As we start the last week of our back to school series, we turn our attention to school lunches. It’s tough to get beyond the sandwich, fruit, cookie, and juice box. The options that are available commercially (including the deli meats typically used in sandwiches) are full of fat, sodium, preservatives, corn syrup, and other chemicals. But what are the other options?
A school lunch needs to be fast and easy to assemble, able to withstand lack of refrigeration for several hours, and not likely to get soggy. A thermal bag with a cold pack or a thermos for hot things will expand your options, so they may well be worth the investment.
With a thermos, you can pack soups or simple pastas (a great way to get rid of leftovers). Another fun thing to do is to pack things that need to be dipped or assembled, making lunch an art project. For example, hummus and pita triangles, a simple chicken salad (made with leftover chicken from a previous night’s dinner) that can be scooped onto whole wheat crackers, small veggies that can be dipped (mix a smidge of powdered ranch dressing mix with nonfat plain yogurt as a more healthful option), pieces of fruit that can be dipped in a mixture of yogurt and jam.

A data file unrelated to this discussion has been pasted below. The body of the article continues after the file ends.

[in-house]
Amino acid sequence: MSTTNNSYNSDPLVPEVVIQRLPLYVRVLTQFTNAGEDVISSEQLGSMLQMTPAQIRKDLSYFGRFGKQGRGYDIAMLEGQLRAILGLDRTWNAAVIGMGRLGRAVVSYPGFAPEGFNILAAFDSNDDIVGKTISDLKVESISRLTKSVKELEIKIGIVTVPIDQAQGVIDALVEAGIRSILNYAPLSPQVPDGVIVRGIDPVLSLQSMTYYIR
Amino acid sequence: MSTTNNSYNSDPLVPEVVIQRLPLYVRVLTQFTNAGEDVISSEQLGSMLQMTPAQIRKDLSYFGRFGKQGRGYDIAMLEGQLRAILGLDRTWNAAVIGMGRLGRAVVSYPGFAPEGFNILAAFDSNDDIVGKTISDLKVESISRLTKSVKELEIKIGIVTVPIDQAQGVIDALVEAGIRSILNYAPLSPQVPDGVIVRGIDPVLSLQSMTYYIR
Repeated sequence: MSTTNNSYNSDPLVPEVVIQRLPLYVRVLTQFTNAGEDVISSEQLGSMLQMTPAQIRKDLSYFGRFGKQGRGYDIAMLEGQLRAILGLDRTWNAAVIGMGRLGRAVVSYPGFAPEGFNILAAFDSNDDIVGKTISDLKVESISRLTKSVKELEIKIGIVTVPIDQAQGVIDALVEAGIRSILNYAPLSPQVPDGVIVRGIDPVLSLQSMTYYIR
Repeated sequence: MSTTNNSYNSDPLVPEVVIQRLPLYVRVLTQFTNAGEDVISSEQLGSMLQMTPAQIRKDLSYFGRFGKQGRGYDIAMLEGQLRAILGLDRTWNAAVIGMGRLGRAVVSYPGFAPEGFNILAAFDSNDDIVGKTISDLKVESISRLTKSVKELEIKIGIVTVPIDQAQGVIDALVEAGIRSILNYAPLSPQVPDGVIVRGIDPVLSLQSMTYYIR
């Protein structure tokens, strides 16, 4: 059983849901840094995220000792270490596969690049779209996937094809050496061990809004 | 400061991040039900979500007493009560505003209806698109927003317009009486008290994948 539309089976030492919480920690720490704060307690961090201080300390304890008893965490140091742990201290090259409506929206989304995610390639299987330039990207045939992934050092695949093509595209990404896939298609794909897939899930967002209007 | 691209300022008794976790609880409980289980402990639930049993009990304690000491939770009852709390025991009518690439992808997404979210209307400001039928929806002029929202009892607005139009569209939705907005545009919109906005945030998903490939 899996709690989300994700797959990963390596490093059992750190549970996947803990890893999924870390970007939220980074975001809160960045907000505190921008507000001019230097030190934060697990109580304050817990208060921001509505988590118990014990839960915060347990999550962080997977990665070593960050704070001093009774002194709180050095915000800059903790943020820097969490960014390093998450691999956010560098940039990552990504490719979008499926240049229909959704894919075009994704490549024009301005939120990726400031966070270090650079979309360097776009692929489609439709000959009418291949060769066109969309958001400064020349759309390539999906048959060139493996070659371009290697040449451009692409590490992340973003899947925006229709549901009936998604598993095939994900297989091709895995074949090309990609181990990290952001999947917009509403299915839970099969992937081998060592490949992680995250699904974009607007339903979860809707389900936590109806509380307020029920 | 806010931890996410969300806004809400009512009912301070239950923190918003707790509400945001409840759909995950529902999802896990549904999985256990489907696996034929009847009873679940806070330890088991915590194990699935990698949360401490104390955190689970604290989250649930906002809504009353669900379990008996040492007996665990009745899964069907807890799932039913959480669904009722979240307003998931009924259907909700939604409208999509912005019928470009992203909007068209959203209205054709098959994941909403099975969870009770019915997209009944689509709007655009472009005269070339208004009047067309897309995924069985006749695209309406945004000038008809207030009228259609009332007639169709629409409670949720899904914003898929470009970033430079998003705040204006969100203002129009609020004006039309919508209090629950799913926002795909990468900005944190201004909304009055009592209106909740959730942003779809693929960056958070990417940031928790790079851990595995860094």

Especially if your kids are older – say third grade and up – you can also engage them in preparing lunches. Use an erasable white board or hanging newsprint to list all of the options for lunch, divided by category: protein, veggies, fruits, beverage, treat (for some days), etc. Each kid can choose any combination of one item from each category and toss it in the lunch bag.
If a child wants a nut butter and jelly sandwich every day for a week, why not? If someone wants grapes instead of apple slices or water instead of juice, good!
Engaging children in preparing food is a great way to communicate about nutrition and to encourage autonomy and good decision-making. And you don’t have to make all the lunches!